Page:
- Calculated energy savings for the implemented FIMs is 1,153 metric tons of CO2 emissions, annually; this is the equivalent to taking 220 cars off the road each year, the amount of CO2 captured by 29,558 tree seedlings grown for 10 years in an urban setting, the CO2 emissions from 2,681 barrels of oil; this is enough energy saved in one year to power 98 average WI homes
- Utility bills are entered monthly into the EPA’s Energy Star Portfolio Manager online tool, which tracks energy use data and allows us to see how the building is consuming energy in comparison to other years, or to other similar buildings.
- Water fixture retrofit was completed in Miller Park, which will save 5.2 million gallons of water annually
- For 2011 season and continuing for the 2012 season and beyond, Miller Park added over 40 large recycling containers in the parking lot areas, as well as 100 additional containers inside
- All waste and recycling is tracked; 35% of all waste has been diverted from landfills since the start of the 2010 season.
- On average, Miller Park recycles approximately 10 tons each game!
- The new Hi-Def scoreboard uses 49% less energy than its predecessor (this is fascinating because of the sheer size and complexity of the new board).
- Over 50% of all cleaning products (chemicals, paper products, trash can liners, etc.) meet sustainability criteria (i.e., they use ‘Green Cleaning’ products).
- Sportservice is purchasing recycled content products for their concessions materials, specifically the mixed-drink cups.
- The Brewers and Sportservice donated over 7,000 pounds of food to area food banks & shelters in last half of 2011 season through the “Rock It and Wrap It Up” program (1.3 pounds of food=1 meal; this has feed over 5,300 people thus far).
- Brewers and Waste Management are recycle shrink wrap, etc. in addition to conventional recycling.
- Green Week eCycling event gathered over 40,000 pounds of electronics waste to be recycled during Green Week in 2011 and the 2012 event is scheduled for Thursday at Miller Park.
- Plant a Tree program in conjunction with WDNR: On June 22, 2011 the Brewers distributed 7,500 spruce seedlings to fans; Planting 1 tree for every 20,000 tickets; The Brewers sold 3,071,373 regular season tickets and will be planting 154 trees; All trees will be planted along the Hank Aaron State trail and will be native Wisconsin species. The WDNR will again distribute spruce seedlings to fans before tomorrow’s game.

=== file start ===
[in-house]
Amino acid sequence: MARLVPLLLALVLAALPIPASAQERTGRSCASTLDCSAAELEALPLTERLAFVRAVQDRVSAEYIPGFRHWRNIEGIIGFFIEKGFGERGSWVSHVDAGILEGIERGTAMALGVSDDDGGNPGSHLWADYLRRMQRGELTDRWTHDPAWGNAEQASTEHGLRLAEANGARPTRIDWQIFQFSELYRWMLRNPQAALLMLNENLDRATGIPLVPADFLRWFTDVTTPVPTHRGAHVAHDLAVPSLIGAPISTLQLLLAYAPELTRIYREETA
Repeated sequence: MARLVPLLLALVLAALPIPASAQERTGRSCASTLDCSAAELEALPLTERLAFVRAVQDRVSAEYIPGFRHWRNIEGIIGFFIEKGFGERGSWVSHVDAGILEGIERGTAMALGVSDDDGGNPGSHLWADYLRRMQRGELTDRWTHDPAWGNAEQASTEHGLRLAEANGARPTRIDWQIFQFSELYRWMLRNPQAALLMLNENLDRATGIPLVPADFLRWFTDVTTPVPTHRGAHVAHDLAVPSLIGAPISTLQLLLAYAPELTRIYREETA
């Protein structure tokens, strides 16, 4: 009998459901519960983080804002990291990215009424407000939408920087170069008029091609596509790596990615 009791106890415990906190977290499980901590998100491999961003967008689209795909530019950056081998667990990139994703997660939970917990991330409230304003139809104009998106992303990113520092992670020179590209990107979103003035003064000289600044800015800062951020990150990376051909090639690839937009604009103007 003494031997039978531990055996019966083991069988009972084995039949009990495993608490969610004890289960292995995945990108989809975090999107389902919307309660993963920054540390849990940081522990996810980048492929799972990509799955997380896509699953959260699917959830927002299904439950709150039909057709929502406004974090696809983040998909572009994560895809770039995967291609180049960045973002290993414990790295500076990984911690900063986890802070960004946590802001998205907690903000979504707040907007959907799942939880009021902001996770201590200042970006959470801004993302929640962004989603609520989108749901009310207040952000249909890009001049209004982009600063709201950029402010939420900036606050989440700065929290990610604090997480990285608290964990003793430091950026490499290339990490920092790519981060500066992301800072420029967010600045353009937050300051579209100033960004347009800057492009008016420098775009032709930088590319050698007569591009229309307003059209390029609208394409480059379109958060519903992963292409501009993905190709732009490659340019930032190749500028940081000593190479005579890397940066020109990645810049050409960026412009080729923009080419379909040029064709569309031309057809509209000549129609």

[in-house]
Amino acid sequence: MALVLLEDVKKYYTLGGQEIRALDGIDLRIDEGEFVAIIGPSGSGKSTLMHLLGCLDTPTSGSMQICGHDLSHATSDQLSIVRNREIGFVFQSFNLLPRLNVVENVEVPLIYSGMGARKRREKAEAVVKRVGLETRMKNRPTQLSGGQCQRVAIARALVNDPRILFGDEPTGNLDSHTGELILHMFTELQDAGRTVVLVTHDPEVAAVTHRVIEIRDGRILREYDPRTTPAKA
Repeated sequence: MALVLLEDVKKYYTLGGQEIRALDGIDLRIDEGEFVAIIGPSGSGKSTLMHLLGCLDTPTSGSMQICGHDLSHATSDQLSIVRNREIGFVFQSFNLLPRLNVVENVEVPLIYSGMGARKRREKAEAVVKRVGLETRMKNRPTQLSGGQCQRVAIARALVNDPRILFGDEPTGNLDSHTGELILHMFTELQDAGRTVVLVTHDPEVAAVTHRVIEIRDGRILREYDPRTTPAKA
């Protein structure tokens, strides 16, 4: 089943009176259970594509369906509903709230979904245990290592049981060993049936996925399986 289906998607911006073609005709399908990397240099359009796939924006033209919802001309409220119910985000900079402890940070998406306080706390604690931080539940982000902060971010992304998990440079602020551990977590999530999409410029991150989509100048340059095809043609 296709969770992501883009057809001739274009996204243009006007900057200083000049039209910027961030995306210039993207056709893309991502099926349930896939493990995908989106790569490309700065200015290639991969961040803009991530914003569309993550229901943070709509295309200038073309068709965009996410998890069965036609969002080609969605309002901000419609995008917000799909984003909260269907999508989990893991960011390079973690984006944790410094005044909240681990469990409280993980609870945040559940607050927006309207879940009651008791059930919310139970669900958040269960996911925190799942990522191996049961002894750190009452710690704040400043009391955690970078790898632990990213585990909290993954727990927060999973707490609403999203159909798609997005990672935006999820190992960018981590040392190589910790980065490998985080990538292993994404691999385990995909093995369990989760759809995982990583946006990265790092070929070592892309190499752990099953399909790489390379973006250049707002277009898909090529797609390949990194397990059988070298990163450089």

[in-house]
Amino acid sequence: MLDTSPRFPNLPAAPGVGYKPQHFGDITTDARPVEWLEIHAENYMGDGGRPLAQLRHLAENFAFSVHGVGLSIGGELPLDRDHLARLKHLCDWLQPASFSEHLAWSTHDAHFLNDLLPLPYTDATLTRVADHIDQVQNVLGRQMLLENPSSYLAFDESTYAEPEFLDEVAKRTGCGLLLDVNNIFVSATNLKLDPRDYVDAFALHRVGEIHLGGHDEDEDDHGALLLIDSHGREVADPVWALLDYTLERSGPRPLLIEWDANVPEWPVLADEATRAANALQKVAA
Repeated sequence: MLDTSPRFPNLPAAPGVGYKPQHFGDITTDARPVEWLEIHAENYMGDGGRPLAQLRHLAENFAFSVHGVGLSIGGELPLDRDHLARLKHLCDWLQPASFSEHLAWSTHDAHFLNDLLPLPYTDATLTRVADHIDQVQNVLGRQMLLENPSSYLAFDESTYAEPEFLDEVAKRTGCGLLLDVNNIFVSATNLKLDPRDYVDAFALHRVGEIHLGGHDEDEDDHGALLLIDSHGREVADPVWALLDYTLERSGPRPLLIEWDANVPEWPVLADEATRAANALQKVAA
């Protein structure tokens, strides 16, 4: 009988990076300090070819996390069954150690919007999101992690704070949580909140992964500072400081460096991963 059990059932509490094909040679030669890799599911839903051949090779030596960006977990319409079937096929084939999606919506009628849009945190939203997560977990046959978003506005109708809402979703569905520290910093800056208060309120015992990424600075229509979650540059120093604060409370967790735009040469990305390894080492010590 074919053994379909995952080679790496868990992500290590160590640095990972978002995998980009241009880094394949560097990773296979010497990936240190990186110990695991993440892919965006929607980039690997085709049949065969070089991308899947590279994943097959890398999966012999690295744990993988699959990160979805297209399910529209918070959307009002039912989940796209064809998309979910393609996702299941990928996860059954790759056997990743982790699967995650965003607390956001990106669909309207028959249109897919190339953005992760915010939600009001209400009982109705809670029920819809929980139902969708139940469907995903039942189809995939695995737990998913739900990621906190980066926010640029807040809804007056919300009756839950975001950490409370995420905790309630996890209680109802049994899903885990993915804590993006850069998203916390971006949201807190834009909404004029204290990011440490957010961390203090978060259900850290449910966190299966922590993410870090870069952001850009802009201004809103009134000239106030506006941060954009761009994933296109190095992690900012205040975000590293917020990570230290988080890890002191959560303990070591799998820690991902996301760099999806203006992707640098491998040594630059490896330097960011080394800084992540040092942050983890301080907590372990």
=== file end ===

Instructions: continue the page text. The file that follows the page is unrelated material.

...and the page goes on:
Now a lot of these facts/numbers/processes above can be a little overwhelming because Miller Park is indeed such a large structure. At the same time, they also can be inspiring to you in your life. Little things you can do and change about your lifestyle can make a difference in the environment and it doesn’t take much to help.
For more information on the Brewers “Brewing A Greener Game” initiative and tips on what you can do to go green at home, please visit brewers.com/brewinggreen.
Also, if you are at Miller Park any time this week, check out the Chef’s Table for some special Green Week items!
“When you come to a fork in the road, take it.”
“When you come to a fork in the road, take it…and try these concessions!”
-John & Cait
During each homestand, we will be meeting with John DiMartini, Executive Chef at Delaware North Sportservice/Miller Park to sample some of the latest and greatest Miller Park fare and review it here, for you.
At Miller Park, it’s easy eating Green.